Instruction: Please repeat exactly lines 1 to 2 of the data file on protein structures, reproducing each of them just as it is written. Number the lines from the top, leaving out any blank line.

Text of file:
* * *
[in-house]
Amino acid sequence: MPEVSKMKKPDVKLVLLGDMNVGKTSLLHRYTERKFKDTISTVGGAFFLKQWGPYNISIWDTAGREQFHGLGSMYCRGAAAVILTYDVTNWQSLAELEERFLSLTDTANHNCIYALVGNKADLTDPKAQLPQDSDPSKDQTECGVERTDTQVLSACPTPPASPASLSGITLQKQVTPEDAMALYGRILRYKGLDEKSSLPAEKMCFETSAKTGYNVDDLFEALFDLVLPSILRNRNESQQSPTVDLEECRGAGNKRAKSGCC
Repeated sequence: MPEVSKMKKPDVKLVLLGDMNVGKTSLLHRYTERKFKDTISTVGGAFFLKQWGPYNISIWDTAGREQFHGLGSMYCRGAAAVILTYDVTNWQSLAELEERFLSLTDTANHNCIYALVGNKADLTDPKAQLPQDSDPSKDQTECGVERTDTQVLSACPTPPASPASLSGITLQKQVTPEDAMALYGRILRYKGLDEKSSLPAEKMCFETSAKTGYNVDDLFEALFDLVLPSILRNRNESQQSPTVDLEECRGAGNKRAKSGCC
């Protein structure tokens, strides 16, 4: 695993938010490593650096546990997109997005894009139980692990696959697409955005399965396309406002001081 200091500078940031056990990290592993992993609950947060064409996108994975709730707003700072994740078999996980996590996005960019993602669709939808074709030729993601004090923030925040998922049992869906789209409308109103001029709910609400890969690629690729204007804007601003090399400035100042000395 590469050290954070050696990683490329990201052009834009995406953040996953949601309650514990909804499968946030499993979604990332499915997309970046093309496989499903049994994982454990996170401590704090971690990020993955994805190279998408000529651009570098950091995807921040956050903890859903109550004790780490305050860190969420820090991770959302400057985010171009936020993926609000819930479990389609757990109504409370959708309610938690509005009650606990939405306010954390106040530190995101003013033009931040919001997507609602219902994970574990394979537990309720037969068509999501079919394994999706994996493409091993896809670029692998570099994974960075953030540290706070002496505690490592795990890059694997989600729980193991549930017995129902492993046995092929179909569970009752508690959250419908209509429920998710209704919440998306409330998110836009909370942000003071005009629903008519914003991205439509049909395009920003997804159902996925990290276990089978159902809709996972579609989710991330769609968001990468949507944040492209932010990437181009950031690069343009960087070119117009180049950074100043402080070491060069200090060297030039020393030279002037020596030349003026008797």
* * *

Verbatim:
[in-house]
Amino acid sequence: MPEVSKMKKPDVKLVLLGDMNVGKTSLLHRYTERKFKDTISTVGGAFFLKQWGPYNISIWDTAGREQFHGLGSMYCRGAAAVILTYDVTNWQSLAELEERFLSLTDTANHNCIYALVGNKADLTDPKAQLPQDSDPSKDQTECGVERTDTQVLSACPTPPASPASLSGITLQKQVTPEDAMALYGRILRYKGLDEKSSLPAEKMCFETSAKTGYNVDDLFEALFDLVLPSILRNRNESQQSPTVDLEECRGAGNKRAKSGCC